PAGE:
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Parashat Acharei Mot – Rabbi Shai Held

 

Yom Kippur:
Purifying the Tabernacle and Ourselves

This year, Rabbi Shai Held as part of the Center for Jewish Leadership and Ideas at Mechon Hadar, will be producing a brand new dvar Torah every week on that week's parashah. Parashat Aharei Mot is available for download in text and audio format here.

Ask a Jew about the meaning of Yom Kippur (The Day of Atonement), and you are likely to hear that it is a day of repentance and forgiveness, a day when sins between us and God are atoned for. But it is not that simple: some interpreters suggest that we have to repent for what we have done to others before we can come before God at all. We cannot sidestep the people we have hurt on our path to God; on the contrary, God insistently directs us towards those very people.

 
 
 
You can also receive Rav Shai's divrei Torah direct to your inbox by signing up here.

 

Parashat Metzora – Rabbi Shai Held

 

Life-Giving, Death-Dealing Words

This year, Rabbi Shai Held as part of the Center for Jewish Leadership and Ideas at Mechon Hadar, will be producing a brand new dvar Torah every week on that week's parashah. Parashat Metzora is available for download in text and audio format here.

Words may create worlds, as R. Abraham Joshua Heschel insisted, but they can just as surely destroy them. Words can be deadly weapons and the source of uncountable blessings. But careless, evil speech does not just affect others, it also reflects on ourselves. Reading parashat Metzora each year, tradition bids us remember that each time we speak we create the worlds we are destined to inhabit—whether for good or for bad.

 
 
 
You can also receive Rav Shai's divrei Torah direct to your inbox by signing up here.

 

Parashat Tazria – Rabbi Shai Held

 

Living on the Boundary:
The Complexity and Anxiety of Childbirth

This year, Rabbi Shai Held as part of the Center for Jewish Leadership and Ideas at Mechon Hadar, will be producing a brand new dvar Torah every week on that week's parashah. Parashat Tazria is available for download in text and audio format here.

Interpreters have long been perplexed by this strange set of laws at the beginning of this week's parashah. Why is a woman who gives birth considered impure? And why must she bring a hattat, or sin offering—has she done something wrong for which she must atone? Even more confusingly: why does her impurity last longer when she gives birth to a girl than when she gives birth to a boy?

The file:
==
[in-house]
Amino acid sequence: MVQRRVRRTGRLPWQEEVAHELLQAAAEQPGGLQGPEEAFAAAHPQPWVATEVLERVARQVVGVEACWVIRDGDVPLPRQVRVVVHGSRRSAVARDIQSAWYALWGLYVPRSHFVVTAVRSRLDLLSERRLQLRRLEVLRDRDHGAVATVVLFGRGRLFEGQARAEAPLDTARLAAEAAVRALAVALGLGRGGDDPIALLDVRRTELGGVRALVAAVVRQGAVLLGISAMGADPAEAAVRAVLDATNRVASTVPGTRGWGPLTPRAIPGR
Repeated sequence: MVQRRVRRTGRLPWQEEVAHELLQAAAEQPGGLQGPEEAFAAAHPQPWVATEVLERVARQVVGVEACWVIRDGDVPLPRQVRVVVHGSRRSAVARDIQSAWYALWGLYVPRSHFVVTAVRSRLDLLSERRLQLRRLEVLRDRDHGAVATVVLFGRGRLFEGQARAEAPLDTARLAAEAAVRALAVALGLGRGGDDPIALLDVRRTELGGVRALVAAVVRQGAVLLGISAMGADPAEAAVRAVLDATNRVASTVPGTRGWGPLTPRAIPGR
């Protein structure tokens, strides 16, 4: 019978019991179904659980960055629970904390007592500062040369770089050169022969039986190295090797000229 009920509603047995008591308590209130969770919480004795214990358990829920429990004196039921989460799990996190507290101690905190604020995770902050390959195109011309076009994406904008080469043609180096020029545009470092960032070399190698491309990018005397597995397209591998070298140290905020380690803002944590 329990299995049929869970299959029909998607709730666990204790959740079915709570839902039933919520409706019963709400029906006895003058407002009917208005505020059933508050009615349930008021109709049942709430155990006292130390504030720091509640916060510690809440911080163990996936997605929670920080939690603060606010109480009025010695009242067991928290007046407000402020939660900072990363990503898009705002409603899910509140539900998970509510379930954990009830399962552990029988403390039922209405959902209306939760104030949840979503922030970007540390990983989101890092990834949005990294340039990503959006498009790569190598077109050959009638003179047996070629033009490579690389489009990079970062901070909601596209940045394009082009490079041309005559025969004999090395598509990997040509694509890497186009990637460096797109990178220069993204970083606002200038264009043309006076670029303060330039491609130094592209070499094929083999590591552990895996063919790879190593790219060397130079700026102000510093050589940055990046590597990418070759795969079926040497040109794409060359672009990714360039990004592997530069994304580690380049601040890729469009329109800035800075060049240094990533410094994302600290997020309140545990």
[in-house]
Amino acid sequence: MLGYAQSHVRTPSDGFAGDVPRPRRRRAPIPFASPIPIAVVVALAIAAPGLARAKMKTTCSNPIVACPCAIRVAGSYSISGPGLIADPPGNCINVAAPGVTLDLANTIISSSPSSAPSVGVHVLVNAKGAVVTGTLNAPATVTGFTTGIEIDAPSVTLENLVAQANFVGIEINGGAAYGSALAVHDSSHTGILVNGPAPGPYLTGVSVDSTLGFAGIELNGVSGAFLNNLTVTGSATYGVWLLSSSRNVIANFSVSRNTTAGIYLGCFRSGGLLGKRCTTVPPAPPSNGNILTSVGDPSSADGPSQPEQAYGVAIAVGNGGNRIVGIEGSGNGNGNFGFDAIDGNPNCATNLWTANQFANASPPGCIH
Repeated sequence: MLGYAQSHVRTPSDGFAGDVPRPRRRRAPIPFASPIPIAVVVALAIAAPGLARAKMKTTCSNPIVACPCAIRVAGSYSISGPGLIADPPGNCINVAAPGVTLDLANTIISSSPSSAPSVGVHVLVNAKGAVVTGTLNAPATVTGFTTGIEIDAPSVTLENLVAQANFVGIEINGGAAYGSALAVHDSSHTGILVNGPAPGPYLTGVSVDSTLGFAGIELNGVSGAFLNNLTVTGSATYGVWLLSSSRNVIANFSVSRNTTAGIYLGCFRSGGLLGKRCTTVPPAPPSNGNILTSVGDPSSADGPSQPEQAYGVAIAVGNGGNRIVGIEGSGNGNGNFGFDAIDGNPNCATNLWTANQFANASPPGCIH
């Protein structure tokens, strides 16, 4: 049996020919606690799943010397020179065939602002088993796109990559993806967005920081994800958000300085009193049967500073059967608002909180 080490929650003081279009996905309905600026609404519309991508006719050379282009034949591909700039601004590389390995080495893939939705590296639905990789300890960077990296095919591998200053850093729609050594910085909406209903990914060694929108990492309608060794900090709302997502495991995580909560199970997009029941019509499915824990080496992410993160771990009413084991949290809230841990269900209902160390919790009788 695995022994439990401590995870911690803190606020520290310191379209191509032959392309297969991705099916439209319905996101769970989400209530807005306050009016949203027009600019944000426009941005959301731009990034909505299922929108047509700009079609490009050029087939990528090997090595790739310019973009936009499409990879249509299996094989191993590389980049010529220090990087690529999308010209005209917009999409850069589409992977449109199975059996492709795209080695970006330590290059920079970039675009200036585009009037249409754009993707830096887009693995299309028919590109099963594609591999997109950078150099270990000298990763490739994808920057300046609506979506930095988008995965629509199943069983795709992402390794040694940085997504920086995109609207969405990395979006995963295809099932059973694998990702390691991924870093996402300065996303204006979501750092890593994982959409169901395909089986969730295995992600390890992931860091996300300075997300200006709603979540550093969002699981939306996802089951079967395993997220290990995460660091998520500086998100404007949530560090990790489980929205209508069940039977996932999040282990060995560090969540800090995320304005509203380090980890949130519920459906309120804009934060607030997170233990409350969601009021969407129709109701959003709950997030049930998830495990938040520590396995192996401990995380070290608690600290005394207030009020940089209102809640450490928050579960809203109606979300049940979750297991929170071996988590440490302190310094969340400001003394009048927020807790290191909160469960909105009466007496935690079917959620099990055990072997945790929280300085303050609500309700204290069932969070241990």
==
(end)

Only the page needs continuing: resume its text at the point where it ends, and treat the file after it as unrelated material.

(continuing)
You can also receive Rav Shai's divrei Torah direct to your inbox by signing up here.

 

What is a Jew?

Rabbi Ethan Tucker on ELI Talks

Shamor and Zachor in Stereo (LimmudNY)

Making Sense of Shabbat

Watch the video of Rabbi Ethan Tucker teaching at LimmudNY 2014, as recorded by Shalom TV.

Parashat Shemini – Rabbi Shai Held

 

Is Vegetarianism a Biblical Ideal?

This year, Rabbi Shai Held as part of the Center for Jewish Leadership and Ideas at Mechon Hadar, will be producing a brand new dvar Torah every week on that week's parashah. Parashat Shemini is available for download in text and audio format here.

What are human beings meant to eat? How does Tanakh envision an ideal human diet, and what implications—if any—should that biblical ideal have for the present? Is vegetarianism consistent with the spirit of the laws of Kashrut, as they appear in parashat Shemini? And, if vegetarianism is a messianic ideal also, should at least some Jews be vegetarian now?

 
 
 
You can also receive Rav Shai's divrei Torah direct to your inbox by signing up here.

 

Parashat Tzav – Rabbi Shai Held

 

No Leftovers:
The Meaning of the Thanksgiving Offering

This year, Rabbi Shai Held as part of the Center for Jewish Leadership and Ideas at Mechon Hadar, will be producing a brand new dvar Torah every week on that week's parashah. Parashat Tzav is available for download in text and audio format here.

The sacrificial offering associated with giving thanks to God (korban todah) differs in crucial ways from other sacrifices mentioned in the book of Leviticus: all of it must be eaten on the day and all the remainder must be burnt. What is the reason for this? And what can we learn about the nature of gratitude from this obscure detail?

 
 
 
You can also receive Rav Shai's divrei Torah direct to your inbox by signing up here.

 

Parashat Vayikra – Rabbi Shai Held

 

Order Amidst Chaos:
Connecting to Leviticus

This year, Rabbi Shai Held as part of the Center for Jewish Leadership and Ideas at Mechon Hadar, will be producing a brand new dvar Torah every week on that week's parashah. Parashat Vayikra is available for download in text and audio format here.

Around this time each year, the eyes of many shul-going Jews begin to glaze over. The book of Leviticus seems so utterly foreign, the rituals and practices it describes so alien, the religious vision underlying them so obscure, that connecting to it seems impossible. And yet if we dig a little deeper, we find a great deal about Leviticus that can speak powerfully to modern sensibilities and yearnings.

 
 
 
You can also receive Rav Shai's divrei Torah direct to your inbox by signing up here.

 

Parashat Pekudei – Rabbi Shai Held

  

Building a Home for God